Forum for Science, Industry and Business

Sponsored by:     3M 
Search our Site:

 

Men, women and the green eye’d monster

08.10.2002


New research reveals that men and women respond similarly on jealousy measures related to infidelity

When it comes to jealousy, men and women may be from the same planet after all.


New research from psychology professor David DeSteno from Northeastern University debunks the myth of a gender-determined reaction to sexual and emotional infidelity. Contrary to previous studies, he found that both men and women react most dramatically to a partner’s sexual rather than emotional philandering. And while a partner’s unfaithful emotional bonds with someone outside the relationship are unduly stressful, both men and women exhibit the strongest adverse reactions to sexual rather than emotional connections.



Jealous reactions were once thought to be determined by evolutionary instincts. Men were said to react more strongly to being cuckolded while women found partners who strayed emotionally to be more of a threat to resources benefiting themselves and their children. Before DeSteno’s research, most jealousy studies on this issue involved “forced choice,” scenarios that prompted participants to choose one more distressing event over another. DeSteno and his colleagues believed that this method of assessment created biased results. Differences in gender only emerge, they found, when participants are forced to consider the infidelity events in opposition to one another. In short, it’s how participants are asked the questions, not an innate psychological mechanism shaped by evolution.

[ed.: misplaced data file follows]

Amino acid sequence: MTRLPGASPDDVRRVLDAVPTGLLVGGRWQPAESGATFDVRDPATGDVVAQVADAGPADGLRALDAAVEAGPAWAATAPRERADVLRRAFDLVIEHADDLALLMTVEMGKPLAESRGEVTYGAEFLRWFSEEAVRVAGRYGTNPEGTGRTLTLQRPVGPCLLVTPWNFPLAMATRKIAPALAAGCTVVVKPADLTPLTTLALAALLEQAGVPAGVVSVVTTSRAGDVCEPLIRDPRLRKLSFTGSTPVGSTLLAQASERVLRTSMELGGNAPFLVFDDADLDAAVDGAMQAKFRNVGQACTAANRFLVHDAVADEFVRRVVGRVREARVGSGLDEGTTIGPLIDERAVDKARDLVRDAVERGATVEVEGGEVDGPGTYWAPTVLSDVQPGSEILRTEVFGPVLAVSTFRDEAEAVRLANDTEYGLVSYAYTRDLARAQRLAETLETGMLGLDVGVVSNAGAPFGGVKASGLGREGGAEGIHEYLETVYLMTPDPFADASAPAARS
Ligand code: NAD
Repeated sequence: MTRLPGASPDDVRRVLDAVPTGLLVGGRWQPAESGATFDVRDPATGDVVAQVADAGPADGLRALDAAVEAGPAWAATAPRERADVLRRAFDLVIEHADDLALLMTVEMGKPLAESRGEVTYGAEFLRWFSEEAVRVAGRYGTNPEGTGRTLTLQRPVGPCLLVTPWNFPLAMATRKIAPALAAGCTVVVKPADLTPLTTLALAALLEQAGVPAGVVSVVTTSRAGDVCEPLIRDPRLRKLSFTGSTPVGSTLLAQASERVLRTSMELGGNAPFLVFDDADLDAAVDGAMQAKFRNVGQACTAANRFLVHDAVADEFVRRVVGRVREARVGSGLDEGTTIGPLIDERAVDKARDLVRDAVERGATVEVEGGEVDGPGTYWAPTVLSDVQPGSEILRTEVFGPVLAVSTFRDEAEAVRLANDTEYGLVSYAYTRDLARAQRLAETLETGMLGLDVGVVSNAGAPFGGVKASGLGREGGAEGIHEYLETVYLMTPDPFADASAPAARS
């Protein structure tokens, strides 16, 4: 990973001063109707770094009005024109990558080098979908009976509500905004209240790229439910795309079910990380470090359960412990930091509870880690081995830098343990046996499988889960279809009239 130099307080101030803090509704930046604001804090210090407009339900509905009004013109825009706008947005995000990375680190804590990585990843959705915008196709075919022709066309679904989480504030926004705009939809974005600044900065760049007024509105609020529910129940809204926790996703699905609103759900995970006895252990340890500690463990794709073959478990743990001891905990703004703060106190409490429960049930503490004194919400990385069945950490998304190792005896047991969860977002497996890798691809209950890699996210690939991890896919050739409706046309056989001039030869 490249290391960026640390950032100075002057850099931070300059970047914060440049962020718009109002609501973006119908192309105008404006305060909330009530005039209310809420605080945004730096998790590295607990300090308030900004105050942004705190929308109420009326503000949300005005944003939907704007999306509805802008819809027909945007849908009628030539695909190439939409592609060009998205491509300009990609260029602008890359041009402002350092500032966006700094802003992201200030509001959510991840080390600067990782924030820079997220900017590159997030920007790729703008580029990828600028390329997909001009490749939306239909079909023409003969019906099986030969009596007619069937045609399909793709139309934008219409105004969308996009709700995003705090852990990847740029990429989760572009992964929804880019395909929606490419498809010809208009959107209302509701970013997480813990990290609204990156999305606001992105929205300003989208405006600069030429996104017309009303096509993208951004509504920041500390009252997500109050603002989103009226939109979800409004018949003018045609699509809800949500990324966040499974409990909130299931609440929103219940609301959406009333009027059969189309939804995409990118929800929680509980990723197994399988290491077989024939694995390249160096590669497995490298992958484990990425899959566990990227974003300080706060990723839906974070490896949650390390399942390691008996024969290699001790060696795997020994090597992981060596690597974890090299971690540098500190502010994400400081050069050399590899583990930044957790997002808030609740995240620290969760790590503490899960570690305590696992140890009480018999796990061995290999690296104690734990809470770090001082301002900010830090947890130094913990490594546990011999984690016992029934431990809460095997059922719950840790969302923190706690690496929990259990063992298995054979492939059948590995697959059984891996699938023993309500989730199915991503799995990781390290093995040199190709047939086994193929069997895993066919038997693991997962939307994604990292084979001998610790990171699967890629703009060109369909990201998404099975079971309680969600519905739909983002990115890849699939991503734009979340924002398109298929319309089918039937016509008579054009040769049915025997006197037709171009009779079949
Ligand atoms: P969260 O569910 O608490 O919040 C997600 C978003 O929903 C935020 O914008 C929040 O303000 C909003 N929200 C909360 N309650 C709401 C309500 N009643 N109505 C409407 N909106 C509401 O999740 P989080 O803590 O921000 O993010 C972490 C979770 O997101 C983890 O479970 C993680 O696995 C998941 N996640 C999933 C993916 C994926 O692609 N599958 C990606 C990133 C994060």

Participants were asked to rate, using a variety of scales, how they’d feel finding out that their partner had been either emotionally bonded with someone else or had been sexually unfaithful. Forced choice caused a distinct gender split, DeSteno found, but on every other measure, men and women’s reactions were congruent and the divergence melted away: both genders were more disturbed by sexual, rather than emotional, infidelity.

In a second study meant to uncover the reason for this paradoxical result, DeSteno had participants complete the forced-choice measure under conditions known to favor the functioning of automatic, or ingrained, mental processes. Here, the gender difference usually found on the forced-choice disappeared; men and women both reported more distress to sexual infidelity as was the case on all the other measures.